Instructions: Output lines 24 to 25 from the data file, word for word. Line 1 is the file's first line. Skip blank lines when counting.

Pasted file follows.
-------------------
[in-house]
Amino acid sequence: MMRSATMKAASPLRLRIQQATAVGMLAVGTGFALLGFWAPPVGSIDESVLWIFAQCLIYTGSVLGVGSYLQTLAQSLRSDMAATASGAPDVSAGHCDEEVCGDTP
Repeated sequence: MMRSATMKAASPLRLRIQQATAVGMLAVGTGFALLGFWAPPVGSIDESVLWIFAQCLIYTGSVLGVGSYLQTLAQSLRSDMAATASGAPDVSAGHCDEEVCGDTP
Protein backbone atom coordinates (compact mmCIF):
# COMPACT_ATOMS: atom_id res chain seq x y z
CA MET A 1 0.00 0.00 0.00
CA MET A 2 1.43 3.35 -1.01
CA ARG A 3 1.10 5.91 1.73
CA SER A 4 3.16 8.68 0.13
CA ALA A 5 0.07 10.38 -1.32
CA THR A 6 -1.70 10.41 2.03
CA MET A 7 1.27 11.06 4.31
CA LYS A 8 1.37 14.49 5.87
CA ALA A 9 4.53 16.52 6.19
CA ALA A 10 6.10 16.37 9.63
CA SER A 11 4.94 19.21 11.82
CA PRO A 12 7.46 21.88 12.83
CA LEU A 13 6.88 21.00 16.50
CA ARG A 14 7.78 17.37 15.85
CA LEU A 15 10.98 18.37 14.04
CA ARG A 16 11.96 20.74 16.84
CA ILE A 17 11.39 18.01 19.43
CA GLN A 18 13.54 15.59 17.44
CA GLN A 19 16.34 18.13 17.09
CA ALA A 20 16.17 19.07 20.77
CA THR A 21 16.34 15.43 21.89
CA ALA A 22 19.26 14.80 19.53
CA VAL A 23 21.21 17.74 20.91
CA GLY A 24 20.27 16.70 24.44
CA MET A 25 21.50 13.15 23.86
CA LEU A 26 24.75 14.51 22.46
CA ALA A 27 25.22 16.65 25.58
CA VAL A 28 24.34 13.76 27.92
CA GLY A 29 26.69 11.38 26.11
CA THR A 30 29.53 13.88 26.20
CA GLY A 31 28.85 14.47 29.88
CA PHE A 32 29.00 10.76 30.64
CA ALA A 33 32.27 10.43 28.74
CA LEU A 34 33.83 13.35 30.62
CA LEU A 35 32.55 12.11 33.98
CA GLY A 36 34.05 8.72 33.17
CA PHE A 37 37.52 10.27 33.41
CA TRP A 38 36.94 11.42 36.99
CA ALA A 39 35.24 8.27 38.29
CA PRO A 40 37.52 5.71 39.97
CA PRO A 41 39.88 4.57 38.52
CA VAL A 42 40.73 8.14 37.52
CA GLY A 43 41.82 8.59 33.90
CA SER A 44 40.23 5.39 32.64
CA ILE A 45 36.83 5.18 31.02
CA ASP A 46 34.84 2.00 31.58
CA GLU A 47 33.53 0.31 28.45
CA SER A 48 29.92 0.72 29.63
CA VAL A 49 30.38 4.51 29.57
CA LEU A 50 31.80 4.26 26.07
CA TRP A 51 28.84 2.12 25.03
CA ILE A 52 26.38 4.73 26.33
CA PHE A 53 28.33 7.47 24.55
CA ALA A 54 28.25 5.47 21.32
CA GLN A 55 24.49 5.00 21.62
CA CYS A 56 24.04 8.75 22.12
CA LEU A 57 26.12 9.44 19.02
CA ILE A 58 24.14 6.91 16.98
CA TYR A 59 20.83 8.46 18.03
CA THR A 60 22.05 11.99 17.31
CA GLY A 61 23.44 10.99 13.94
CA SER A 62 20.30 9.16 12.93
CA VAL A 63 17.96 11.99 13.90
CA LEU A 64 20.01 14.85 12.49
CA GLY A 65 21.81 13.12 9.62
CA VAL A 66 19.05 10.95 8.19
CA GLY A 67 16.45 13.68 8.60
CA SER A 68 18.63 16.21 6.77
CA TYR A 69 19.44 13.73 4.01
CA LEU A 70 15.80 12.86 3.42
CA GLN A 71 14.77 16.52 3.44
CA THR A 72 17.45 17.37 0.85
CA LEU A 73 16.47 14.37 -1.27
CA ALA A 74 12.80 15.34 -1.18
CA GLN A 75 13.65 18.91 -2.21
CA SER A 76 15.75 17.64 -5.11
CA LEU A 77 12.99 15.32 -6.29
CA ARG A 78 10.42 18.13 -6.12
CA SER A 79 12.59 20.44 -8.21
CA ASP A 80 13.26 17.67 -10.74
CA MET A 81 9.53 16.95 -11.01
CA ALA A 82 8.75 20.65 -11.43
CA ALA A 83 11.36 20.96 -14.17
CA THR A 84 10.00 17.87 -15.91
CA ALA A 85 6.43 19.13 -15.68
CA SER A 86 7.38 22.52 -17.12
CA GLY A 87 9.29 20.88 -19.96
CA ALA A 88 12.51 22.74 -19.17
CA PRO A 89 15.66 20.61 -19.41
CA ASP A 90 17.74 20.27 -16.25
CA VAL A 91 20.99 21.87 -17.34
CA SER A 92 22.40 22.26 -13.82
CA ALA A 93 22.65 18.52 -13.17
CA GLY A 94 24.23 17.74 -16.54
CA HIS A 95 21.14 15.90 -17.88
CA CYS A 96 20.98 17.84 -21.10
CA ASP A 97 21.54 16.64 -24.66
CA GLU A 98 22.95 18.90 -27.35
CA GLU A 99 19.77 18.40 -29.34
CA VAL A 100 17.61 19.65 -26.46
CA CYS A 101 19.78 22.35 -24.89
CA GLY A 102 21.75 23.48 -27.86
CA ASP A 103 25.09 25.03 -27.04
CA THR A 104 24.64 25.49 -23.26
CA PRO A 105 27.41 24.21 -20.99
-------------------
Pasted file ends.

CA GLN A 19 16.34 18.13 17.09
CA ALA A 20 16.17 19.07 20.77